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Topics > Visual Arts
Alumnus Taylor Weidman works to safeguard indigenous communities through photography.
One of Raphael's most famous frescoes has enjoyed its own renaissance at the University.
Artist Lincoln Perry returns to Old Cabell Hall to complete a mural he began over a decade ago.
Students have painted public spaces around Grounds for more than a century. From Beta Bridge to stairwells, U.Va.'s graffiti tradition is very much alive.
Australian artist Judy Watson examines Thomas Jefferson's relationships through a series of etchings.
The U.Va. Art Museum gets a new name, a new curator and some new art.
U.Va. students construct life-sized moving monsters with the help of Hollywood special-effects artists.
Maurie McInnis, art history professor and associate dean for academic programs in the College of Arts & Sciences, recently published Slaves Waiting for Sale: Abolitionist Art and the American
A new U.Va. archive digitizes manuscripts related to da Vinci's Treatise on Painting.
Set designer Lisi Stoessel (Col '06, Grad '08) creates fantastical places.
Driving down I-81 with heavy metal on the stereo, Pamela Pecchio envisioned a new series of photographs
Mammoth Undertaking: Students reimagine Brooks Hall menagerie.
Studio art professor William Bennett’s January Term course hosted nearly a dozen U.Va. students who brought their own ideas of adversity into the classroom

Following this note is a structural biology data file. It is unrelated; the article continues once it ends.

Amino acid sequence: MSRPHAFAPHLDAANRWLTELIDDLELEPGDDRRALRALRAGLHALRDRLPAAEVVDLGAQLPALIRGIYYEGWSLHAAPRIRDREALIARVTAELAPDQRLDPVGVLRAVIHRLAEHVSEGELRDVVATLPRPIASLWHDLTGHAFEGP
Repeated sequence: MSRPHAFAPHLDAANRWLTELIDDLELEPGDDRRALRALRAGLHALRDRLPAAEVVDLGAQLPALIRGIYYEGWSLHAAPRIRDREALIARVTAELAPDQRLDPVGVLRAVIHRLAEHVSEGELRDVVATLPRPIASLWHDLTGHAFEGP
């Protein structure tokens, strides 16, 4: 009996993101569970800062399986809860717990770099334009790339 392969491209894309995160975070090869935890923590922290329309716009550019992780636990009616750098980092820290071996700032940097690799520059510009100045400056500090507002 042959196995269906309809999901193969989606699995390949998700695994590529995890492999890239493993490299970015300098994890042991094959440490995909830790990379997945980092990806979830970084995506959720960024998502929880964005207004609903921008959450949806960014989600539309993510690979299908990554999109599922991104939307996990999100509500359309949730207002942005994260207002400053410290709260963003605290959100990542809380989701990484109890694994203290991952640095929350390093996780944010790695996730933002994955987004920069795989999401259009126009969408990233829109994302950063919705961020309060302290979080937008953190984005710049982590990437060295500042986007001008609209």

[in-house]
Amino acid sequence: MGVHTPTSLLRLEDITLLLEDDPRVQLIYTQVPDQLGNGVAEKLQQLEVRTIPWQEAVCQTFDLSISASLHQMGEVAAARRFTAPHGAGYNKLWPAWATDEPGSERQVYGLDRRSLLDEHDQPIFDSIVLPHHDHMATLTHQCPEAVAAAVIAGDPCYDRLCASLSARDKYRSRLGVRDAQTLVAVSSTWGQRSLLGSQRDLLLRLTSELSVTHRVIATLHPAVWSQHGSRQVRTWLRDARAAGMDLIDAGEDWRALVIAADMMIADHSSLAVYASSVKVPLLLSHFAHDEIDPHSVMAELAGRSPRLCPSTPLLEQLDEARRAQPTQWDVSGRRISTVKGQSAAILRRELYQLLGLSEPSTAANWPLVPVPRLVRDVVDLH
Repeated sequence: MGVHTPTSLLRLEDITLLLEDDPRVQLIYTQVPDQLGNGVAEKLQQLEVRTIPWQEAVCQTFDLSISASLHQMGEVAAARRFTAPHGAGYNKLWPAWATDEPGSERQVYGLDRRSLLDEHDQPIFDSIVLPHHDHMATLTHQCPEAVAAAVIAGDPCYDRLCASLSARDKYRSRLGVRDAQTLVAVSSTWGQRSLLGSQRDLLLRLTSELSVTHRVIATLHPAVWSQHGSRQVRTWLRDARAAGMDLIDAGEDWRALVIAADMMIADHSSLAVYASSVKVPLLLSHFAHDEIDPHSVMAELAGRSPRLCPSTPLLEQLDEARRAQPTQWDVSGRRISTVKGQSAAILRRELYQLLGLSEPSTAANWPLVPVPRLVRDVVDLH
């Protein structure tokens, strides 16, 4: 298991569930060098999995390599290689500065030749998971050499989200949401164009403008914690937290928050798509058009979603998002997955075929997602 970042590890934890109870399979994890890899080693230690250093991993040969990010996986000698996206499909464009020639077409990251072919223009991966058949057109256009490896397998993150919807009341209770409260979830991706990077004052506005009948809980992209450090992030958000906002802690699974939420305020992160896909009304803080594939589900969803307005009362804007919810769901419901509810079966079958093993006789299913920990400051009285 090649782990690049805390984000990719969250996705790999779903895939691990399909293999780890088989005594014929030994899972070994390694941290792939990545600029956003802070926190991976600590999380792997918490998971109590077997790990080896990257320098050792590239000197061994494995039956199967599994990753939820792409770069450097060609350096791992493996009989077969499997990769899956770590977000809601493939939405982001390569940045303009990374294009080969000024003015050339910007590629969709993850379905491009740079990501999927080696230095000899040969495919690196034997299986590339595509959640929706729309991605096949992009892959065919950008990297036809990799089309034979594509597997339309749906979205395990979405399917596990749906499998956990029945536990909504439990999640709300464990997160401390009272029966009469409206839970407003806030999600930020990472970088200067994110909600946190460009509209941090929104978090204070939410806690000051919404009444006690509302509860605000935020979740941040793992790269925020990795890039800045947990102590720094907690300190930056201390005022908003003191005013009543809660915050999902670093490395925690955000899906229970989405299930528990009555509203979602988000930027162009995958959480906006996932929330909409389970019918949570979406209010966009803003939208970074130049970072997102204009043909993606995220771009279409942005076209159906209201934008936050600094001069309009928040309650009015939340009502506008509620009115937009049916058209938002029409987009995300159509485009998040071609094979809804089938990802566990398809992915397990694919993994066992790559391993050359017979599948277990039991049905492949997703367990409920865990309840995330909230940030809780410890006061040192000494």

iPad users can turn, magnify and further explore 19 objects from the U.Va. Art Museum’s collection as if the artifacts were in their hands. At
Bernard Mayes had a long list of achievements before he even came to U.Va. But on Grounds, he is perhaps best remembered as a Cambridge gentleman in a tweed jacket who broke down barriers for gay students and colleagues alike.
A look beyond well-known favorites like Monticello and the Rotunda reveals some of the smaller, more unexpected things that make Charlottesville and the University so special.
Since leaving a career in the U.S. Army, Rob Marsh (Col '78) has devoted his life to serving as a country doctor in Virginia’s Shenandoah Valley.
Professor Alon Confino offers his thoughts on how humans use stories to explain our history and justify our motivations for doing things—the good things and especially the bad ones.
Here's how to make a modern version of the vanilla ice cream Jefferson had served at Monticello
About 3,100 students volunteer through Madison House for at least one hour each week. See how they're making a difference in the Charlottesville community.
What exactly is brain freeze and how can we avoid it? A U.Va. neurologist explains why ice cream can make us (literally) scream.
Eric Topol (Col ’75), director of the Scripps Translational Science Institute, is helping untangle the mystery of sudden, unexplained death.